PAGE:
Virtual reality: Seeing is believing

Virtual reality thrusts viewers into the frontline of global events - and puts film-goers at the heart of the action
Homeless Veterans appeal: MP says Coalition ‘not doing enough’

Homeless Veterans appeal

MP says Coalition ‘not doing enough’ to help
Larry David, Steve Coogan and other comedians share stories of depression in new documentary

Comedians share stories of depression

The director of the new documentary, Kevin Pollak, tells Jessica Barrett how he got them to talk
Has The Archers lost the plot with it's spicy storylines?

Has The Archers lost the plot?

A growing number of listeners are voicing their discontent over the rural soap's spicy storylines; so loudly that even the BBC's director-general seems worried, says Simon Kelner
English Heritage adds 14 post-war office buildings to its protected lists

14 office buildings added to protected lists

Christopher Beanland explores the underrated appeal of these palaces of pen-pushing
Human skull discovery in Israel proves humans lived side-by-side with Neanderthals

Human skull discovery in Israel proves humans lived side-by-side with Neanderthals

Scientists unearthed the cranial fragments from Manot Cave in West Galilee
World War Z author Max Brooks honours WW1's Harlem Hellfighters in new graphic novel

Max Brooks honours Harlem Hellfighters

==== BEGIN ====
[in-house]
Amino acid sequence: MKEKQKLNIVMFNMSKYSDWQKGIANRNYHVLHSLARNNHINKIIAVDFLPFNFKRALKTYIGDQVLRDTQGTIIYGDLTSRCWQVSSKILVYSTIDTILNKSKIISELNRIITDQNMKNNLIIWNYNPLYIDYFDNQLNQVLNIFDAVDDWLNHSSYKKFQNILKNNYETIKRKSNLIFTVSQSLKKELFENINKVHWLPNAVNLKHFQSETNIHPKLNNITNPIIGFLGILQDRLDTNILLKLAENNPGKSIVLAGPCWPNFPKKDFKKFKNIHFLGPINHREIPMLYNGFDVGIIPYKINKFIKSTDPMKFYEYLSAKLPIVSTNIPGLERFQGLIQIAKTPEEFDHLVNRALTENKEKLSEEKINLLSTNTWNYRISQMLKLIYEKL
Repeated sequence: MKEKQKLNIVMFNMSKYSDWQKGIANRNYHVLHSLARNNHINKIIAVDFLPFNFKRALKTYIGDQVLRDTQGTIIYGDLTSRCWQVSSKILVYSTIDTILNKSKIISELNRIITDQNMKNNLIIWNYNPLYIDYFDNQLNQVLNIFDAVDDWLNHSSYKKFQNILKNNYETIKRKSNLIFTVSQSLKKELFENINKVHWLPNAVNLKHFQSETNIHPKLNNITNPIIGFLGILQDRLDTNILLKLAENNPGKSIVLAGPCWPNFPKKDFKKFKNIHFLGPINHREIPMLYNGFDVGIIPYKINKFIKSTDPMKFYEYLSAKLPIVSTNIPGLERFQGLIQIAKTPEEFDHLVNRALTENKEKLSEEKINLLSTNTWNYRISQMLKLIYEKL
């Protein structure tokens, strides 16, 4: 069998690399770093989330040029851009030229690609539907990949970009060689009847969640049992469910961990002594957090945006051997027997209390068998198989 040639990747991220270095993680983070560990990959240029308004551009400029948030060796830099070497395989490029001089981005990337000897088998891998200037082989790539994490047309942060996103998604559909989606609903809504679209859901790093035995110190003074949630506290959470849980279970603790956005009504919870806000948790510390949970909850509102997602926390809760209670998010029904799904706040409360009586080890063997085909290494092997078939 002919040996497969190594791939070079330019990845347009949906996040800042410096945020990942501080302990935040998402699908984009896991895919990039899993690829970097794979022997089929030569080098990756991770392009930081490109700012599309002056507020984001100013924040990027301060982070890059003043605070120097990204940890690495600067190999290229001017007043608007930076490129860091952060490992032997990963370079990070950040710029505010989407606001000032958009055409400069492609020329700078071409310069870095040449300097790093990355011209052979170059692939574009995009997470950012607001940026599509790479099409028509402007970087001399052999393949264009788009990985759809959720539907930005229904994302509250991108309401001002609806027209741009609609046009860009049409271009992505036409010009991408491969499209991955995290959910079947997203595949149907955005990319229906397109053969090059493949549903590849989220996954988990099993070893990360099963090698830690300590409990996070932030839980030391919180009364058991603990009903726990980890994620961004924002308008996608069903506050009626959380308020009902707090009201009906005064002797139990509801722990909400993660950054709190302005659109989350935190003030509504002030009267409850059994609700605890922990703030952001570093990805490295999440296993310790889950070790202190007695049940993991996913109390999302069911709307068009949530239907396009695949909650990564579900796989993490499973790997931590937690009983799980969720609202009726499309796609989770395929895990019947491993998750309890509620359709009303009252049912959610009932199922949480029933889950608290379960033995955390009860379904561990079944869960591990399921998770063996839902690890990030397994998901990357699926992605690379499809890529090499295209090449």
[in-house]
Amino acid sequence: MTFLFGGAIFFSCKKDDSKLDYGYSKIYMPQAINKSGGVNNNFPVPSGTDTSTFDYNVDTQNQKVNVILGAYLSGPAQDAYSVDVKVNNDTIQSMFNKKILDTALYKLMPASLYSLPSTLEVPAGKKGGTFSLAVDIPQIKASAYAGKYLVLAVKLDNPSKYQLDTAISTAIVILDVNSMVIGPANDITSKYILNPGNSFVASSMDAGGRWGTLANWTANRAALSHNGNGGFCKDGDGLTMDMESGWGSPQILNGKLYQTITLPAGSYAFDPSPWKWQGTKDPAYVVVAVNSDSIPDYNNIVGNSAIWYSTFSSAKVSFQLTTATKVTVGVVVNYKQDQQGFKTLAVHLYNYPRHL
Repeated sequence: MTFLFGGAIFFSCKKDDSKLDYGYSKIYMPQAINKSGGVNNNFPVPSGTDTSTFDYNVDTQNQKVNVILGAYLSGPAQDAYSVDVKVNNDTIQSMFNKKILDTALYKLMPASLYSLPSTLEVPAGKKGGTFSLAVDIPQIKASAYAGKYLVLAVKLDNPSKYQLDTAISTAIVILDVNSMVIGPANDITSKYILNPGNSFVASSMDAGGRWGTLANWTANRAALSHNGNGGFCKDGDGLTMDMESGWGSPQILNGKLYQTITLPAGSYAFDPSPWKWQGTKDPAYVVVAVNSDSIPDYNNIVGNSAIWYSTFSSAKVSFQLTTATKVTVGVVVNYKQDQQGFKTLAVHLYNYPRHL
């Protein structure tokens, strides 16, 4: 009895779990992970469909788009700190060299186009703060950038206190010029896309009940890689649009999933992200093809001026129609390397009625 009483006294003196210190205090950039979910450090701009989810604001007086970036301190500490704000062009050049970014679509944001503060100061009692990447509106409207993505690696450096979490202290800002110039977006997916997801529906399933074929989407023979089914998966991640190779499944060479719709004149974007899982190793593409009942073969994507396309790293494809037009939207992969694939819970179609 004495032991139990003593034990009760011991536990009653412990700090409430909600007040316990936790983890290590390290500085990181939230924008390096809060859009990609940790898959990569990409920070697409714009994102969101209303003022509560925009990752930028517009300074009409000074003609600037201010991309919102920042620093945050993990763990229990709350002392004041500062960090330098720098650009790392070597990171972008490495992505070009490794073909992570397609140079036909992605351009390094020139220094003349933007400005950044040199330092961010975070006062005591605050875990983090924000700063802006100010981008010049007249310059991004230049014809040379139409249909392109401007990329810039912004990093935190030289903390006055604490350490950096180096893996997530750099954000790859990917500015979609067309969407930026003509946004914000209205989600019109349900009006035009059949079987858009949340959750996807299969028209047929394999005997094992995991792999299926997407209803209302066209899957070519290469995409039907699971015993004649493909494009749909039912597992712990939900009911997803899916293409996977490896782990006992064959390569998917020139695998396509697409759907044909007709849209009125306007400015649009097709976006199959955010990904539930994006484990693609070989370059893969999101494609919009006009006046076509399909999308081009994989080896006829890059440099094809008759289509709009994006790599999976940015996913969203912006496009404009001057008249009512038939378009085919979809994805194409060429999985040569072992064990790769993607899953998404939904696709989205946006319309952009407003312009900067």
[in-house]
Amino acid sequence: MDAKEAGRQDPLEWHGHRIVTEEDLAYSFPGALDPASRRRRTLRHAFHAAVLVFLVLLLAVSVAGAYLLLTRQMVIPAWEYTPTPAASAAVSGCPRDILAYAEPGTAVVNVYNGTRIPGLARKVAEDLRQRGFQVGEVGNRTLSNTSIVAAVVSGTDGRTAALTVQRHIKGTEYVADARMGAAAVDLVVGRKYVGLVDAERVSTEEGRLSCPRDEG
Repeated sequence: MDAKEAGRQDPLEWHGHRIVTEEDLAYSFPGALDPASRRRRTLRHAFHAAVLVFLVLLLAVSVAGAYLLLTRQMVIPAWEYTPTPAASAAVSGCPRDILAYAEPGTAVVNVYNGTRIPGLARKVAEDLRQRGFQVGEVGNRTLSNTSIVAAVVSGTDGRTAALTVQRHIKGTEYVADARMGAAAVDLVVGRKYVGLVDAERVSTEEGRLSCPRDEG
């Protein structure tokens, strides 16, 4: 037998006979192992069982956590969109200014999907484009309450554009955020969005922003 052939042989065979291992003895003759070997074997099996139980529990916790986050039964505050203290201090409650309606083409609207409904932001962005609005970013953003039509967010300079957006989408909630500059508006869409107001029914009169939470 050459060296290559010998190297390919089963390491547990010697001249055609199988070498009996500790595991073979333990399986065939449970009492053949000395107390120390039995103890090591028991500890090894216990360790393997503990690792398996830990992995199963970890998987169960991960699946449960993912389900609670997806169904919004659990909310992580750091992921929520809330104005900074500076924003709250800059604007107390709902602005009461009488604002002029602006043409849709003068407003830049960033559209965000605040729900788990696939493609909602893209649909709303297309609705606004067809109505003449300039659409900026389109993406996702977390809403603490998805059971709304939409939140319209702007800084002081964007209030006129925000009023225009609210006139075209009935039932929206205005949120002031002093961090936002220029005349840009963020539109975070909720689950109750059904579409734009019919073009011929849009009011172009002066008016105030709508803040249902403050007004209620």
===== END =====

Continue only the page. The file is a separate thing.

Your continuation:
The author talks about race, legacy and his Will Smith film option to Tim Walker
Why the league system no longer measures up

League system no longer measures up

Jon Coles, former head of standards at the Department of Education, used to be in charge of school performance rankings. He explains how he would reform the system
Valentine's Day cards: 5 best online card shops

Don't leave it to the petrol station: The best online card shops for Valentine's Day

Can't find a card you like on the high street? Try one of these sites for individual, personalised options, whatever your taste
Diego Costa: Devil in blue who upsets defences is a reminder of what Liverpool have lost

Devil in blue Costa is a reminder of what Liverpool have lost

The Reds are desperately missing Luis Suarez, says Ian Herbert
Ashley Giles: 'I'll watch England – but not as a fan'

Ashley Giles: 'I'll watch England – but not as a fan'

Former one-day coach says he will ‘observe’ their World Cup games – but ‘won’t be jumping up and down’
Greece elections: In times like these, the EU has far more dangerous adversaries than Syriza

Greece elections

In times like these, the EU has far more dangerous adversaries than Syriza, says Patrick Cockburn
Holocaust Memorial Day: Nazi victims remembered as spectre of prejudice reappears

Holocaust Memorial Day

Nazi victims remembered as spectre of prejudice reappears over Europe
Fortitude and the Arctic attraction: Our fascination with the last great wilderness

Magnetic north

The Arctic has always exerted a pull, from Greek myth to new thriller Fortitude. Gerard Gilbert considers what's behind our fascination with the last great wilderness